Which types of security gate systems for buildings are best?
Good security starts right at the gate. That’s why it’s key to understand the different types of building security gate systems, and how to choose the right gate access control for your property. Many traditional gated community entrances still lack the advanced security and conveniences of modern commercial gate access control. Access control for gates should be more robust than the garage openers used for single-family homes. Just like any button-activated garage or gate opener, many gate security system remotes simply work by being in the vicinity of the gate’s proximity reader, and do not hold any unique tokens or data to know who is requesting access. To offer the most secure gate entry system for tenants, visitors, and staff, choose one of these gate control systems instead.
PIN and keypad gate access systems
With a keypad gate access reader, a user needs to type in a passcode or PIN to unlock the gate. Gate entry keypads are easy to use, and generally less expensive than other types of gated community gate systems. Visitors can easily type in a code, and delivery drivers can be given a unique code to use as well. But PIN readers have some drawbacks to be aware of. If the gate entry keypads use the same passcode for all tenants, this could pose a security risk. Plus, security teams won’t know which individual opened the gate if there’s an incident. Unique codes solve these issues, but makes the gate access controls more cumbersome to manage, especially for large communities with high tenant turnover.
RFID gate systems
In this type of gate security system, the readers use credentials with embedded RFID tags to authenticate. RFID credentials range from key cards, to fobs, to mobile apps and devices, which are all convenient and easy to use. Key card gate access control is the most popular for commercial buildings, as the credentials are usually inexpensive and easy to replace. However, card access gates require every user to have their own credential, which can add costs over time, especially for buildings with shorter lease terms or organizations with fluctuating workforces. If the gates and doors in the property use different commercial security systems, tenants may need to carry multiple key cards and fobs to access all their permissioned entries.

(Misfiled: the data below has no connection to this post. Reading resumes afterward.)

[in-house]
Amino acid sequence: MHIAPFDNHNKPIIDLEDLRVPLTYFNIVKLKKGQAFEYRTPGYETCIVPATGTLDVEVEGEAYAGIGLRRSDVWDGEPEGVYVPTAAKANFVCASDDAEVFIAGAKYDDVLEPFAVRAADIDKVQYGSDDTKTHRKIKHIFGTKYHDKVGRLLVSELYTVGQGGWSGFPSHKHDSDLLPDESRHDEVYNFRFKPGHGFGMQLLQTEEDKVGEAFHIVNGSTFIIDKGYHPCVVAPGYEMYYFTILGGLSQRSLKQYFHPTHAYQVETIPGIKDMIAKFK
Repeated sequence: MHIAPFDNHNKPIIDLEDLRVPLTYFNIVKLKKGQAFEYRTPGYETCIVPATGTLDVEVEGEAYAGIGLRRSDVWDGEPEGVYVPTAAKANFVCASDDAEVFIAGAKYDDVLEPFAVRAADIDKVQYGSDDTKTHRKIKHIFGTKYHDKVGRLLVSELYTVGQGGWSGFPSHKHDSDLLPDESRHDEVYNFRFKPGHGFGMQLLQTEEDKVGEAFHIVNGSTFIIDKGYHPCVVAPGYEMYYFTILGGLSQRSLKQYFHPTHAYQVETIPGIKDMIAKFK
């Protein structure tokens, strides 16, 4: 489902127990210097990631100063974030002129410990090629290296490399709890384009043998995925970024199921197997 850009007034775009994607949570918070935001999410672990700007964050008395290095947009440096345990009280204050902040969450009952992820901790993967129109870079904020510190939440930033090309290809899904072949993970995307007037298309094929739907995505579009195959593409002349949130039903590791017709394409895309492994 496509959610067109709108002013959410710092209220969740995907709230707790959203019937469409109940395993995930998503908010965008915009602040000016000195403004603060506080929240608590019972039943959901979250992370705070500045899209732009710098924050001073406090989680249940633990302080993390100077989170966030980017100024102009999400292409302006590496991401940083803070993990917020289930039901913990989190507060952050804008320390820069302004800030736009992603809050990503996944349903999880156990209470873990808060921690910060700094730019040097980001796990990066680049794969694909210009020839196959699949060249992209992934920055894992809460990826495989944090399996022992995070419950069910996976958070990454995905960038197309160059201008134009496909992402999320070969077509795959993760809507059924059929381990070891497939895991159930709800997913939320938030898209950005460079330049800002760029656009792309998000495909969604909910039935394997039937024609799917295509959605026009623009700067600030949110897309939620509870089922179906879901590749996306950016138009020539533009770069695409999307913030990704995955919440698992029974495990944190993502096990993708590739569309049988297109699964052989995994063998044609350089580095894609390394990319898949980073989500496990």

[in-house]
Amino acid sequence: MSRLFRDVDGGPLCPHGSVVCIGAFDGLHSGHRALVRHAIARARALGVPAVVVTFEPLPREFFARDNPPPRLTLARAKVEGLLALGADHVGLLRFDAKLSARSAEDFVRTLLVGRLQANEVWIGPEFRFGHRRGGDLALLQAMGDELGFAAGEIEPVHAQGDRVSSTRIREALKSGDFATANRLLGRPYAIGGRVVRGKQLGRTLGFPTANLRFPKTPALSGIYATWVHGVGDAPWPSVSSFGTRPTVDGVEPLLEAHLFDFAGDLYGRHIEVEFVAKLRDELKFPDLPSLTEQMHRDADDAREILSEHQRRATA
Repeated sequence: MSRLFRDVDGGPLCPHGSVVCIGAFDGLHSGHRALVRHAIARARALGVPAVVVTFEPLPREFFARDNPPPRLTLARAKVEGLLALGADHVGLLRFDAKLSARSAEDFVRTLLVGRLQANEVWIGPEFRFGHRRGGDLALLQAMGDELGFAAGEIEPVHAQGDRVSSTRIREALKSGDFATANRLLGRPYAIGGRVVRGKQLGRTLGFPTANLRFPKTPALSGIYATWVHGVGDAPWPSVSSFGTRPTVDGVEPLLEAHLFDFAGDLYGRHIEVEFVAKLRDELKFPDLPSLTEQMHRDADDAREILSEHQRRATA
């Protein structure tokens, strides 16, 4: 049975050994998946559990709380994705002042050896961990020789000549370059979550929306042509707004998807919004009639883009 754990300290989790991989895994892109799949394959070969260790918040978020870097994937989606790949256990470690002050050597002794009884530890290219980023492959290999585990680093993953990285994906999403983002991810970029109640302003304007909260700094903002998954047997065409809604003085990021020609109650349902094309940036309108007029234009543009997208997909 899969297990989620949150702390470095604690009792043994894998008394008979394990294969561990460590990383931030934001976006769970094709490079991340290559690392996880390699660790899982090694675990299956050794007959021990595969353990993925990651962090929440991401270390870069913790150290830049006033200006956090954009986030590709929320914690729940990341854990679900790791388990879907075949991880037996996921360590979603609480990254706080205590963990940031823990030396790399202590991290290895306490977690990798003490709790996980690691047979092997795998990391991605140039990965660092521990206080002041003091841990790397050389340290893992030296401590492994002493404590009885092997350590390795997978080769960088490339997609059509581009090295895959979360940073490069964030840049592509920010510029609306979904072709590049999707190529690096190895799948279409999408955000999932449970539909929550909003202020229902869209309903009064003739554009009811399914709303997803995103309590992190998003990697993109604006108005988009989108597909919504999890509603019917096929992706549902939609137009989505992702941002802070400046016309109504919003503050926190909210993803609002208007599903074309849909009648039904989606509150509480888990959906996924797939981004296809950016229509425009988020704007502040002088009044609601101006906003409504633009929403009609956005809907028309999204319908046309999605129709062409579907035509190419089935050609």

Keep in mind, too, that guests will need to be given key cards in order to unlock the gate, or have staff onsite and available to let verified visitors and vendors inside. If you install an RFID gate access control system, make sure tenants and guests have a way to access the property if they forget their card or fob, too. This may require access control for gate entries to be remotely accessible by staff 24/7.
Cellular gate access control
Modern commercial and neighborhood gate systems can eliminate the need to pass out physical credentials by using the phones people already carry with them. While not as intuitive, learning how to open the gate with a phone is simple. Users simply download an app, and tap a button to unlock the gate. With advanced mobile gate access control systems like Openpath, users won’t even need to wake up the phone or open an app to be able to unlock the entry gate system – a simple wave of the hand or phone at the reader will suffice.
One advantage of mobile access control for gate operation is the ability to open gates remotely for visitors, without having to be within proximity of the gate. Mobile gate security systems are often more secure than card access gate systems, as people are less likely to lose or lend out their smartphones than a key card.
Wired or wireless gate entry systems: which one is better?
In addition to the type of reader and credentials used, access control for gates can be either wired or wirelessly operated. In a wired system, the gate, reader, and gate access controller must have a physical wired connection. This can be costly and disruptive to install, especially when the gated community entrances are far from the buildings or security stations. Wired security gate systems can run on the local network, and use onsite servers for a stable connection.
A wireless gate access control system, on the other hand, can reduce the price of installing gate access controls and security systems. A remote controlled gate opening system won’t need to be wired all the way through the property, and can often be configured and activated from any web-connected device using a cloud-based management platform. However, it’s important to ensure wireless signals are reliable throughout the property so that readers don’t become disconnected from the gate access controllers.